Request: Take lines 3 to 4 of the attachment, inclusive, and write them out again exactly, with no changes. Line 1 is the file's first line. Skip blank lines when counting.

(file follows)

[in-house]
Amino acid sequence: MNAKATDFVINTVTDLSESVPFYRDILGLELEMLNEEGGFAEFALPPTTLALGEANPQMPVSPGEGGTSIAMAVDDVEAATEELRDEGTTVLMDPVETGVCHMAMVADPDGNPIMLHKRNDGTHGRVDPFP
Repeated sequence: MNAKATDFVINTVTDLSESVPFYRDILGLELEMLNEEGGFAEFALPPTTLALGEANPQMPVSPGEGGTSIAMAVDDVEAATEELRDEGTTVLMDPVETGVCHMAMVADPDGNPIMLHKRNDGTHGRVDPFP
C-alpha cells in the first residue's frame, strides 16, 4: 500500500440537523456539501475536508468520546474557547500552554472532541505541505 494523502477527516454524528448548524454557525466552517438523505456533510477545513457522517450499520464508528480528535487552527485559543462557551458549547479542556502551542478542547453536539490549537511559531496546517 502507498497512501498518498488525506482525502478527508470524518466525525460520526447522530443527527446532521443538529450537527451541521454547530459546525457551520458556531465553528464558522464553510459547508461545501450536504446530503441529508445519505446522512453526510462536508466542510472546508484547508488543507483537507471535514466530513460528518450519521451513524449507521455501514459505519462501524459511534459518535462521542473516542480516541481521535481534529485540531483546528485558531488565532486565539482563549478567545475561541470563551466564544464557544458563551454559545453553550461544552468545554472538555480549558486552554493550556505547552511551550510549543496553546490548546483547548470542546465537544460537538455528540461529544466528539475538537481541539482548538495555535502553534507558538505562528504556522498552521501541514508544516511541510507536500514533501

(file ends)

Repeated sequence: MNAKATDFVINTVTDLSESVPFYRDILGLELEMLNEEGGFAEFALPPTTLALGEANPQMPVSPGEGGTSIAMAVDDVEAATEELRDEGTTVLMDPVETGVCHMAMVADPDGNPIMLHKRNDGTHGRVDPFP
C-alpha cells in the first residue's frame, strides 16, 4: 500500500440537523456539501475536508468520546474557547500552554472532541505541505 494523502477527516454524528448548524454557525466552517438523505456533510477545513457522517450499520464508528480528535487552527485559543462557551458549547479542556502551542478542547453536539490549537511559531496546517 502507498497512501498518498488525506482525502478527508470524518466525525460520526447522530443527527446532521443538529450537527451541521454547530459546525457551520458556531465553528464558522464553510459547508461545501450536504446530503441529508445519505446522512453526510462536508466542510472546508484547508488543507483537507471535514466530513460528518450519521451513524449507521455501514459505519462501524459511534459518535462521542473516542480516541481521535481534529485540531483546528485558531488565532486565539482563549478567545475561541470563551466564544464557544458563551454559545453553550461544552468545554472538555480549558486552554493550556505547552511551550510549543496553546490548546483547548470542546465537544460537538455528540461529544466528539475538537481541539482548538495555535502553534507558538505562528504556522498552521501541514508544516511541510507536500514533501